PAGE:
Every life is a story some dramatic, some more mundane. But given enough distance and perspective and context, even the most ordinary life can take on an aura of significance, while the dramatic life can reveal striking insights. This is the stuff of history - the lives of the famous and the not-so-famous woven into a general tapestry. And sometimes it is as informative to look at the specific threads as to view the completed picture. Three recently released books offer a look at some of the threads.

JUANITA BROOKS: Mormon Woman Historian; By Levi S. Peterson; University of Utah Press; 505 pages; $19.95.If there is one telling description of Juanita Brooks, it is this: midwife to the past. Sometimes with pain, sometimes with tender nurturing, this remarkable woman assisted with the ushering in of a new way of looking at the past. Her passion was pioneer diaries; and through her work with the Works Progress Administration, the Huntington Library and on her own, she gathered, copied, preserved and absorbed the contents of the personal records left by settlers of her beloved southern Utah.

She did not set out to be a historian. It was partly a matter of being in the right time at the right place. But, notes Levi Peterson, "within this seemingly ordinary rural housewife dwelt a spirit remarkable for curiosity, integrity and tolerance and for the ability to reconcile faith and critical reason."

Brooks is best known for her work on the Mountain Meadows Massacre, which though highly controversial at the time, has come to be regarded as a landmark study, a catharsis of sorts for Mormons in dealing with this part of their history.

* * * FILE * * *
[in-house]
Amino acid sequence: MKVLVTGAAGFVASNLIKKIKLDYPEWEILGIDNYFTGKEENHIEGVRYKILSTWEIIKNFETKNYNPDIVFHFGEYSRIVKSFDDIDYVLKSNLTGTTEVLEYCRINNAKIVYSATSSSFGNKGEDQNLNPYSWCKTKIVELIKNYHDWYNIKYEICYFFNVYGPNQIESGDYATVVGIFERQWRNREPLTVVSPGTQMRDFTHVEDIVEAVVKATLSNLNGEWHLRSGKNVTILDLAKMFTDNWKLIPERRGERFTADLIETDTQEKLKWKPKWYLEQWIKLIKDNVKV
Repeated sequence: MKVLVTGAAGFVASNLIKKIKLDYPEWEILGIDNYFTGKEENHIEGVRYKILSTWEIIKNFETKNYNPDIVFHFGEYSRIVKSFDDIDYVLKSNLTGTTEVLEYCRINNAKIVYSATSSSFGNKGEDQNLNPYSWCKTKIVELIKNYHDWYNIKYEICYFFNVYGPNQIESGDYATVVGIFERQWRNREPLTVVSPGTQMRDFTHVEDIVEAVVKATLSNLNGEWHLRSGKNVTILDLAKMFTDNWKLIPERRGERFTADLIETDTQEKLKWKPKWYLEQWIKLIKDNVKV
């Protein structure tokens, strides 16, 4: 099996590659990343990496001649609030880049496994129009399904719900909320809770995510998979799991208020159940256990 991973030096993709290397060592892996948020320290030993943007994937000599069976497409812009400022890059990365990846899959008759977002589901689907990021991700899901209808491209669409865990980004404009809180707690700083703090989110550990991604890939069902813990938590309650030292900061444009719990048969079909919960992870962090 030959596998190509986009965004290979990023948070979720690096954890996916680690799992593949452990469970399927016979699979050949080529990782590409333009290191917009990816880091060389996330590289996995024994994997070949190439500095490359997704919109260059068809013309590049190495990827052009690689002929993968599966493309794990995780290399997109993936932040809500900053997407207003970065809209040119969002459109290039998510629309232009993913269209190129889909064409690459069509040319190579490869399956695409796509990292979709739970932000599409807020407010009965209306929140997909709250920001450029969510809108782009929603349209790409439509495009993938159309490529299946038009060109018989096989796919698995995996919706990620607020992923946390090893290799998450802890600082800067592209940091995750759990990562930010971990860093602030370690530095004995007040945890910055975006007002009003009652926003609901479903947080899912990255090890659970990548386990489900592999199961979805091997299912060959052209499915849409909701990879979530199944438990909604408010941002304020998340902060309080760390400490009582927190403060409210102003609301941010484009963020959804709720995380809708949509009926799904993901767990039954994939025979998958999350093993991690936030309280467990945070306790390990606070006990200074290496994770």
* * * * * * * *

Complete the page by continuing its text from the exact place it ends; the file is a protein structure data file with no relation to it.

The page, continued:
"One is reminded," writes Peterson, "that penitence was prominent among Juanita's purposes in writing and speaking about the massacre. She had become the public voice . . . of confession and contrition. . . ."

Her voice was all the more poignant because she was - and remained - a staunch and loyal, albeit liberal, member of the LDS Church.

Using Brooks' autobiographical works, copies of her letters to fellow historians and others, diaries and other materials, Peterson traces her life from the tiny Mormon community of Bunkerville, Nev., where she was born, to the St. George nursing home where she is now.

Peterson, a professor of English at Weber State College, writes well. His style is lucid and straightforward. And there is much of interest here.

The main problem I had with the book was the same one Peterson found with Brooks' "History of the Jews in Utah and Idaho": "She relied excessively upon chronological arrangement, reporting events simply as they happened rather than clustering them according to category, trend or principle."

A biography will naturally be chronologically, but there is little attempt here to go beyond that - to set events into a broader context of the times. It is for the most part simply laid out as it happened. Events and issues are sometimes left hanging - awaiting the passage of time and chapters.

The account is very detailed, but often the details clutter rather than contribute. Do we really care that "on a Sunday in May, Mary Kay left a pot of soup boiling on the stove. When the others returned the house was full of acrid smoke"? Or, that "Susie came in and vacuumed and straightened her grandparents home for a couple of hours"?